• Business processes that use personal data; Sources of personal data;
  • Volume of data subjects;
  • Description of each item of personal data; Processing activity;
  • And maintain the inventory of data categories of personal data processed;
  • And document the purpose(s) for which each category of personal data is used;
  • Recipients, and potential recipients, of the personal data;
  • The role of Project Offset Limited throughout the data flow; Key systems and repositories;
  • Any data transfers; and
  • All retention and disposal requirements.

11.2 Project Offset Limited is aware of any risks associated with the processing of particular types of personal data.

11.2.1 Project Offset Limited assesses the level of risk to individuals associated with the processing of their personal data. Data protection impact assessments (DPIAs) (Data Protection Impact Assessment Procedure and Data Protection Impact Assessment (DPIA) Tool) are carried out in relation to the processing of personal data by Project Offset Limited, and in relation to processing undertaken by other organisations on behalf of Project Offset Limited.

11.2.2 Project Offset Limited shall manage any risks identified by the risk assessment in order to reduce the likelihood of a nonconformity with this policy.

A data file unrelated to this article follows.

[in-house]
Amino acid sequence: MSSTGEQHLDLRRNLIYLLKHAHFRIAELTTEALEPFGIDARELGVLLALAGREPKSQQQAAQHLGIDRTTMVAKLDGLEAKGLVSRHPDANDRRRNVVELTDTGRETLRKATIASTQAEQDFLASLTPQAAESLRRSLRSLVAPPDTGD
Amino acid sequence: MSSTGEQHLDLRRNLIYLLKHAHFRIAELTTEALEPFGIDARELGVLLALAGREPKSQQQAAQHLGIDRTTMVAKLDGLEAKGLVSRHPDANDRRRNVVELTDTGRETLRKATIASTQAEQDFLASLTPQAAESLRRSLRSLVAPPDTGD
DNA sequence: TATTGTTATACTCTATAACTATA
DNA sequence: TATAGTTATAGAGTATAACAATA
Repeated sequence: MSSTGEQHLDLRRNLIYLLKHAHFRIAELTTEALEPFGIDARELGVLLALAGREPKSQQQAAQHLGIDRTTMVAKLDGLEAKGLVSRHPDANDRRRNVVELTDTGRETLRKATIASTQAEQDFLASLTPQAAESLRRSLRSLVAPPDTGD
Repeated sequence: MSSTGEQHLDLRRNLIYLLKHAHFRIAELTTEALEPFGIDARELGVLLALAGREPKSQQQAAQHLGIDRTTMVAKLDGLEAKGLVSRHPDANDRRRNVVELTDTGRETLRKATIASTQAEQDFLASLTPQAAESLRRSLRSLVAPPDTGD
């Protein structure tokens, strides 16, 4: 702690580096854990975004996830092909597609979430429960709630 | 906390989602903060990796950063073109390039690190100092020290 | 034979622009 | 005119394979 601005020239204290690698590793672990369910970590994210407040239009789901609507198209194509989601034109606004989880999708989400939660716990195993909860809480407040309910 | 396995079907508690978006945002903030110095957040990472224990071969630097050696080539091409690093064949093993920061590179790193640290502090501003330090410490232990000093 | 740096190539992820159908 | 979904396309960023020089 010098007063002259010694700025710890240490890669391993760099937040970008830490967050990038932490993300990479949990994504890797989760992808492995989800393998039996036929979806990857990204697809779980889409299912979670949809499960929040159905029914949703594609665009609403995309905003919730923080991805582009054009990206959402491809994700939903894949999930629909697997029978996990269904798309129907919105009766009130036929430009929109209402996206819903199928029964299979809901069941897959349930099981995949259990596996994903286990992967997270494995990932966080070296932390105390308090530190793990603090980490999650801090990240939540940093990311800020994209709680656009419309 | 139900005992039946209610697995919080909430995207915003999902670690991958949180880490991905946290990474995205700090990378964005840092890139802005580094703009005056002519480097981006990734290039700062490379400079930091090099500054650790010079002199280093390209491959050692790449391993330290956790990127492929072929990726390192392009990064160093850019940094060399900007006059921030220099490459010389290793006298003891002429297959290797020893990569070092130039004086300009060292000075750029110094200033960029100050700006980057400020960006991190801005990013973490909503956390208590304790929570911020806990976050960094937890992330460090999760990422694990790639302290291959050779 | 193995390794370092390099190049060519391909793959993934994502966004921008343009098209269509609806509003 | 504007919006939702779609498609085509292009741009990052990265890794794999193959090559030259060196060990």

11.2.3 Where a type of processing, in particular using new technologies and taking into account the nature, scope, context and purposes of the processing, is likely to result in a high risk to the rights and freedoms of natural persons, Project Offset Limited shall, before the processing, carry out a DPIA on the envisaged processing operations on the protection of personal data. A single DPIA may address a set of similar processing operations that present similar high risks.

11.2.4 Where, as a result of a DPIA, it is clear that Project Offset Limited is about to commence processing of personal data that could cause damage and/or distress to the data subjects, the decision as to whether or not Project Offset Limited may proceed must be escalated for review to the Data Protection Officer, GDPR Owner, or CTO ​

11.2.5 The Data Protection Officer, GDPR Owner, or CTO shall, if there are significant concerns, either as to the potential damage or distress, or the quantity of data concerned, escalate the matter to the supervisory authority.

11.2.6 Appropriate controls will be selected from Annex A of ISO 27001 or other relevant standard as appropriate and applied to reduce the level of risk associated with processing individual data to an acceptable level, by reference to Project Offset Limited’s documented risk acceptance criteria and the requirements of the GDPR.

Document owner and approval

The Data Protection Officer/GDPR Owner is the owner of this document and is responsible for keeping it up to date.

The current version of this document is available to all employees, contractors, and partners under NDA, and is published on the company's internal electronic document filing system.

Its approval status can be viewed in the Master List of Document Approval.